Let’s face it: most of us dislike conflict. We’d rather be uncomfortable than risk making someone else uncomfortable. Often, we even choose to remain silent when we’re faced with minor irritants and there’s really no threat of serious conflict. As I wrote last week, this fear often leads people to make nice with people who aren’t “making nice” with others. In the end, though, our desire to avoid conflict can lead us to deny our own needs.
Unmasking your communication: Are you using your truest voice?
Obviously, remaining respectful to the people around us is important in maintaining healthy relationships. But when we deny ourselves while trying to honour others’ needs, we aren’t doing ourselves any favours, and we can actually harm our relationships. Being honest about our needs is part of respecting ourselves, and it’s also key to respecting others—it grows a relationship.
Can you be honest while still being respectful? Absolutely. Avoiding the trap of self-denial involves removing the masks we wear and allowing our genuine self to shine through.
Mask On Mask Off
|“Nothing happened really. I am fine.”
|“I’m feeling put off by your last comments. Let’s set up a time to talk about this further. How about tomorrow at 11 am?”|
|“Coffee? I would love to see you too. Let’s make a plan to meet.”||“Great idea, but right now I need to take time for myself.”|
|“I don’t dislike this workplace.”
|“There are aspects of this workplace that aren’t healthy for me. I’d like to see a few improvements.”|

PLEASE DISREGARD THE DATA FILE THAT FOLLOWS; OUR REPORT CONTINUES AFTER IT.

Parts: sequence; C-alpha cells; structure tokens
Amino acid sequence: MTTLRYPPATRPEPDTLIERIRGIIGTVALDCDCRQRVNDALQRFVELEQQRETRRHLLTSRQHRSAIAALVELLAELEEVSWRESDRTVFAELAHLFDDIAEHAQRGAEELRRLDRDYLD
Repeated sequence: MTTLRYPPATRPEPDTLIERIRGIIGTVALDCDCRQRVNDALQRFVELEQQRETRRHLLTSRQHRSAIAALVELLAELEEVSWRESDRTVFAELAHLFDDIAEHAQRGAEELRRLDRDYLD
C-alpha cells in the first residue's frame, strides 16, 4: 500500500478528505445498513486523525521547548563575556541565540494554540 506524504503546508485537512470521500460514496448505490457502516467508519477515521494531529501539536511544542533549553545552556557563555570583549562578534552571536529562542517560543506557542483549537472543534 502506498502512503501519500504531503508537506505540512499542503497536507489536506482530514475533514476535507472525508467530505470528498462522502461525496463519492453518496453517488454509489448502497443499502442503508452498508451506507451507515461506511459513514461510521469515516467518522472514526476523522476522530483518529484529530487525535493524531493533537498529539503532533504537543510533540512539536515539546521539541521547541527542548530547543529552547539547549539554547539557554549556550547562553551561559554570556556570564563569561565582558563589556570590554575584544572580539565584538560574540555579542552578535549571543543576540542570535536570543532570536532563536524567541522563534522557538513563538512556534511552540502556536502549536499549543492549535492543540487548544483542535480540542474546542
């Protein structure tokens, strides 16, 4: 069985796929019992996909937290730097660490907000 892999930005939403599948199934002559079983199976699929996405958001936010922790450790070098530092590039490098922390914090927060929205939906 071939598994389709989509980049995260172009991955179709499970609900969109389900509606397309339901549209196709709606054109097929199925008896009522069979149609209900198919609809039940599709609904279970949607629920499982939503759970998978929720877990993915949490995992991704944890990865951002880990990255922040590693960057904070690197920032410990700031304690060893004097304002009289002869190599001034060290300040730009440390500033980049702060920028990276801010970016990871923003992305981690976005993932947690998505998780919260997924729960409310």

How you can claim your truest voice?
I don’t believe in quick fixes and don’t recommend them. I do believe in first steps. They usually lead to bigger steps and a willingness to a take chances. Here are three first steps to claim your truest voice:
- Connect with your self before connecting with others: What am I really feeling? What do I really need?
- Accept the truth of your experience. Once you are solidly anchored in your truth, you can choose what to do or say next, and do so with integrity.
- Make sure you match from head to foot. Why smile when nothing in the situation makes you happy? It’s important that your thoughts, words, and body language match.
A friendly warning: In discovering or expanding our truest voice, we come to know ourselves more deeply. But once you know, you can’t ‘un-know’. You can’t ‘un-know’ that you can’t stand your work environment, that you really don’t want to see your in-laws this weekend, that you’re feeling down and could really use some help. Knowing what you now know, the next step is to choose what you do next.